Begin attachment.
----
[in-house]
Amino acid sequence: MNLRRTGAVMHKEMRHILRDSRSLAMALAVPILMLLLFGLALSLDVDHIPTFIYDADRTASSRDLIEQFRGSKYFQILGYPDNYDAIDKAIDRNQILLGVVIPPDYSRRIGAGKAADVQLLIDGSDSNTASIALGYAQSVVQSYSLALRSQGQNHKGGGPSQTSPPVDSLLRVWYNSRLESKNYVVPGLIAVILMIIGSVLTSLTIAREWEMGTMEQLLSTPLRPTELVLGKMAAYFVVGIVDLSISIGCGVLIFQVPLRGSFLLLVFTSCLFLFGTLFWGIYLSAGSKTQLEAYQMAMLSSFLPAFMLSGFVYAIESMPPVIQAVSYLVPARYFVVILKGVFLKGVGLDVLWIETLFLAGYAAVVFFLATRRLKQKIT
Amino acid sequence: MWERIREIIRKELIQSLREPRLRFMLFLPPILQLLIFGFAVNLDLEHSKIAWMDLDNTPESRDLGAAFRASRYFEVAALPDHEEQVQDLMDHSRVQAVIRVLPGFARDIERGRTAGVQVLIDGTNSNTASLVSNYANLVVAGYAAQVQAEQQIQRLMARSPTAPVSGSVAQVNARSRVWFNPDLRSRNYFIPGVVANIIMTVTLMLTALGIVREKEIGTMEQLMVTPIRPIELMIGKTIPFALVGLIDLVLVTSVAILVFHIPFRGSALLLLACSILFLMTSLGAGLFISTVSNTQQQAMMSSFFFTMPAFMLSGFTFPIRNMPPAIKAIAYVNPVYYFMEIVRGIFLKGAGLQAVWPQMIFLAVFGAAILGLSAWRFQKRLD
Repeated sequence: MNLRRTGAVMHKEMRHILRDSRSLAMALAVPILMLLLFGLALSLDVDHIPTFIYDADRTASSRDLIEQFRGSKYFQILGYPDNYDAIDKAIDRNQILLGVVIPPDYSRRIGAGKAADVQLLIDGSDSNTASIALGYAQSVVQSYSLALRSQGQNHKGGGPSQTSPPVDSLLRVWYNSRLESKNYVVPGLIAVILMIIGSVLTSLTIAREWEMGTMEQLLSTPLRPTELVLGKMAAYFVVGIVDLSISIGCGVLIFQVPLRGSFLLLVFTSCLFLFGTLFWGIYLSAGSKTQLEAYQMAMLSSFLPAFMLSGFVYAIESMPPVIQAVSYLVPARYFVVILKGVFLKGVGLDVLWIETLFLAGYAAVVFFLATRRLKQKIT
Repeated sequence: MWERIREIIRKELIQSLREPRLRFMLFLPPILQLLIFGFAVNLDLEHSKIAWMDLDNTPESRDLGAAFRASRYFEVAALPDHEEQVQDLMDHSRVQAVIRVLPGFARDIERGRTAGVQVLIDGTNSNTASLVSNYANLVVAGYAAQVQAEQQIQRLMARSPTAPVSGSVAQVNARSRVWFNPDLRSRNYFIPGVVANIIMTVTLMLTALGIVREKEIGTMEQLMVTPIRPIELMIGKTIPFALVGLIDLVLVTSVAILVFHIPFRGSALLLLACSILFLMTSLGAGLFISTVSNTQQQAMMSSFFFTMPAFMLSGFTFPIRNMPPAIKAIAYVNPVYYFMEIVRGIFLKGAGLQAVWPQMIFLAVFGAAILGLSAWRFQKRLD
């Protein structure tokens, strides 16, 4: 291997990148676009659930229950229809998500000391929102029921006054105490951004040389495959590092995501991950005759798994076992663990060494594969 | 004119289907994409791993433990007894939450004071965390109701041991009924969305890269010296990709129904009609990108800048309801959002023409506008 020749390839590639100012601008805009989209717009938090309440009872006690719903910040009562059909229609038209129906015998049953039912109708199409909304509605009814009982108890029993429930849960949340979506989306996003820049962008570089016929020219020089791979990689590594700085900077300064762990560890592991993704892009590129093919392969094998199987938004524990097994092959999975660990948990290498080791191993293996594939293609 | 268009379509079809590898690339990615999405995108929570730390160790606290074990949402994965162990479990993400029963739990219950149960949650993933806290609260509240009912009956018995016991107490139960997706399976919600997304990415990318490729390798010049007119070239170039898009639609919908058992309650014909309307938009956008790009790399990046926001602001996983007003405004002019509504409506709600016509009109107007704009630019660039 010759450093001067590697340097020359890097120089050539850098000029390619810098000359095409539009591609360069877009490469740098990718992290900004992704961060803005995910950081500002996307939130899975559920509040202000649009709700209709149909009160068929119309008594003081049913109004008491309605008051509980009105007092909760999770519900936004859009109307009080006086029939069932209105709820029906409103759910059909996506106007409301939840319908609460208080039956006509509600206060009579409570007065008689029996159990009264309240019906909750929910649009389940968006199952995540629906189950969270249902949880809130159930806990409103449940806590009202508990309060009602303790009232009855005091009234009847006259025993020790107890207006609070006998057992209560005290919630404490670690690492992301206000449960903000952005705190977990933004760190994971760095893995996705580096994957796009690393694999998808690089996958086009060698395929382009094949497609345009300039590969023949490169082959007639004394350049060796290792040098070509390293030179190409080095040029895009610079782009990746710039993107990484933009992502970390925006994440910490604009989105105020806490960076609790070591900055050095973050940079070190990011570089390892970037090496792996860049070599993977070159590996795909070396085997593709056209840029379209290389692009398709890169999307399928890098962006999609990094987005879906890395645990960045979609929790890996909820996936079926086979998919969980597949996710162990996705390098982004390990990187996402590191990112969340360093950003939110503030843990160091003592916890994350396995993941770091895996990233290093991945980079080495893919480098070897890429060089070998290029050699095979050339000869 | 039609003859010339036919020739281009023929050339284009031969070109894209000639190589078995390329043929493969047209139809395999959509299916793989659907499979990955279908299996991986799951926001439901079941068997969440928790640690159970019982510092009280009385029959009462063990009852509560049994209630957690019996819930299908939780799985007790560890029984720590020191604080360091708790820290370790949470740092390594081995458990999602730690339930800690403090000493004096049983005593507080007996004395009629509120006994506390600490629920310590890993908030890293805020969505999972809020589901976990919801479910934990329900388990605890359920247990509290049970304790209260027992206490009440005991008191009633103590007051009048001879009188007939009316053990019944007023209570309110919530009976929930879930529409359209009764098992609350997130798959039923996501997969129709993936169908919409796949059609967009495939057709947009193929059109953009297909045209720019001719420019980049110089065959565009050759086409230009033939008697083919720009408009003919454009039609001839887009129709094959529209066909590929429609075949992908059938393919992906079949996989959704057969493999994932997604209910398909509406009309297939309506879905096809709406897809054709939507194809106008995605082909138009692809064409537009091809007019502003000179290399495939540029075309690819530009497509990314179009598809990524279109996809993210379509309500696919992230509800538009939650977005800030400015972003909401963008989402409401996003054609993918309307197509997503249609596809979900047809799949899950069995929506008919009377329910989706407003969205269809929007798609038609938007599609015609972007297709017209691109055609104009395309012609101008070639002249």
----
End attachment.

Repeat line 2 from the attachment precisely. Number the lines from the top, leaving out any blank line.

Amino acid sequence: MNLRRTGAVMHKEMRHILRDSRSLAMALAVPILMLLLFGLALSLDVDHIPTFIYDADRTASSRDLIEQFRGSKYFQILGYPDNYDAIDKAIDRNQILLGVVIPPDYSRRIGAGKAADVQLLIDGSDSNTASIALGYAQSVVQSYSLALRSQGQNHKGGGPSQTSPPVDSLLRVWYNSRLESKNYVVPGLIAVILMIIGSVLTSLTIAREWEMGTMEQLLSTPLRPTELVLGKMAAYFVVGIVDLSISIGCGVLIFQVPLRGSFLLLVFTSCLFLFGTLFWGIYLSAGSKTQLEAYQMAMLSSFLPAFMLSGFVYAIESMPPVIQAVSYLVPARYFVVILKGVFLKGVGLDVLWIETLFLAGYAAVVFFLATRRLKQKIT